Held the next day, October 4. Drove up early in the morning with my mate Jim. We enjoyed a really friendly, well-organised country fun run. The course had two hills, one gnarly trail climb with steps and a shorter steep trail hill. I ran with the aim of having a good hard training run and trying to beat Jim if possible. He started fast; I gradually made ground on the first climb before overtaking on the steep road descent to the start of the second climb. Ended up finishing comfortably ahead — 53:59 to 55:51. Good average heart rate too — 130. Woohoo! The race was won by Marty Dent (32:31) and young Steph Torley (43:07).

4. Run with the Wind 10k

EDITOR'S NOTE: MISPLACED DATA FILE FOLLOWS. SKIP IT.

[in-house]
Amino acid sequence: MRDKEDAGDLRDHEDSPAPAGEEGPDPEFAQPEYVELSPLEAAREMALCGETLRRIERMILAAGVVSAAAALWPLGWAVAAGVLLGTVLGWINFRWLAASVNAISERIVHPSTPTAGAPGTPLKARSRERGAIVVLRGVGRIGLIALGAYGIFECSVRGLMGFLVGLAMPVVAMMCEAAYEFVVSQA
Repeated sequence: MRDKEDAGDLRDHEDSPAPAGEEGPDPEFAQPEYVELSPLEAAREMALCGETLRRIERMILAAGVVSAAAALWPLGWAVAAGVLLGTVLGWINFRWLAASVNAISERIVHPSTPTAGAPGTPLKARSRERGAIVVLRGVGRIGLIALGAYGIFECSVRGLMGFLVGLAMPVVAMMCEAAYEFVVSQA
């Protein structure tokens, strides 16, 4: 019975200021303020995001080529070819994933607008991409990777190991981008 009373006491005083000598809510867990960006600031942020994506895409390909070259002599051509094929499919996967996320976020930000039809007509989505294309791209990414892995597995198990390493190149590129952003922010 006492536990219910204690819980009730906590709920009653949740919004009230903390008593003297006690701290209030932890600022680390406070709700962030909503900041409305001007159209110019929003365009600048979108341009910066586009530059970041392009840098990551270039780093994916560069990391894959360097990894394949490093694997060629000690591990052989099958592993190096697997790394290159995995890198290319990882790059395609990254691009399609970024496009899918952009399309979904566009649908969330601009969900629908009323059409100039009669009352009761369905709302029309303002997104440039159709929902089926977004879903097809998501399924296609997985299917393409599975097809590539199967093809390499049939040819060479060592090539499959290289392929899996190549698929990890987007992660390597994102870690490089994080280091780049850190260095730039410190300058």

Held on October 11. Fantastic event! Beautiful views and a challenging (hilly) course with the magnificent wind turbines looking over us. Drove up with Jim, Maria, Suzanne and Fran. Once again I wanted a hard training run (got that!) and ran with the aim of finishing ahead of Jim. The course was held on the excellent gravel access roads of the Windlawn Wind Farm. We started down a long gentle hill — Jim got away even though my first (easy feeling) k split had been 4:43. I caught him on the return run as we climbed 84 metres to the first turbine. Then it was one hill after another and windy! Funny, that. I had to make an effort to run down one hill such was the wind. I could see Liz's running skirt in the distance but it never got any closer. Finally we were at the last turbine and the downhill run for home (10th k in 4:32). Liz ran 53:34 to win the 50-59 age-group. My time was 54:34, with Jim finishing 4th 60-69 in 59:43. My friend Rachel finished 3rd female and described the race as 'the hilliest 10k ever!' — she ran 45:04 and is a 2:49 marathoner. Hubby Joel placed 3rd in the earlier 5k in 19:35 and thanks to Joel's description of the 'brutal' course, I got my pacing effort pretty spot-on.